It seems hard to believe that just over a month ago, I was in the hospital giving birth to fraternal twin boys. They're beautiful. They're wonderful. And holy heck, they are a lot of work.
So you'll pardon if I indulge in some mild escapism and take you back to a year ago, when my husband and I embarked on our backpacking whirlwind honeymoon through Europe. In 24 days, we visited Paris, Brussels, Amsterdam, the Hague, Berlin (with an accidental stop in Bad Bentheim and Hanover), Prague, Budapest, Vienna, Venice, Florence, Pisa, Cinque Terre, and lastly Rome.
While it sounds oh-so-glamourous, something to keep in mind is that the hubby and I are self-taught backpacking bums who were definitely not traveling first class. Both of us had cut our teeth on the backpacking lifestyle before we had even met each other (we had each gone to Southeast Asia before we'd even met, you can see my photos here), so we roamed through Europe without a set itinerary. We literally decided where we'd go the day before we went there. Our morning conversation went something like, "so do you want to do Switzerland or Austria? More importantly, which one's cheaper?"
See below for exactly how glamourous I look while traveling.
But one thing I did try to do throughout the trip was take the time to sketch a vignette from each major city. At the end, I collected drawings from 6 cities. They're what I'd consider to be a gesture drawing; done quickly, to gather an impression rather than detail. But to understand the drawing, it helps to understand the context. As such, I'm chronicling our trip through this post and the ones to follow.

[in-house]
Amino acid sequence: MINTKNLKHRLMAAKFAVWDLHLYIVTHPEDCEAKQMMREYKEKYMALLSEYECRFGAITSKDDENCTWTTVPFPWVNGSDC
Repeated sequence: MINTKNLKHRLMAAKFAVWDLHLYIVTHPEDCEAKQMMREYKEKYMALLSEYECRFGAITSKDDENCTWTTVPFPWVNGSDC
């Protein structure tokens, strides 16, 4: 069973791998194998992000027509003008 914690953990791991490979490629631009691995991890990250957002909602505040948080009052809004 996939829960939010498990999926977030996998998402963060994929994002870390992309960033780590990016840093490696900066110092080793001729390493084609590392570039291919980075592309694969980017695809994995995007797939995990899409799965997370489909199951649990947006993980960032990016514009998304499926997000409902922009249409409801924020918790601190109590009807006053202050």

Oui Oui, Paris!
We began our honeymoon by flying into Paris, departing at 7pm local time and arriving at 6am Parisian time. Jet-lagged and hangry, we made our way by airport shuttle to Gare de Lyon, a large public transit terminal close to our hotel. After paying a small fortune for a Parisian cafe breakfast - 8 Euros for an americano (they don't do coffee), croissant, piece of baguette and glass of orange juice - we strapped our heavy backpacks to our shoulders and set off down side streets in search of our lodgings.
After sleeping off our jet-lag, we decided to begin our sightseeing by walking to the Musée d'Orsay, while visiting Notre Dame en route. It was a cloudy grey day in Paris, and I can't help but feel that it added a little drama and mood to our touring.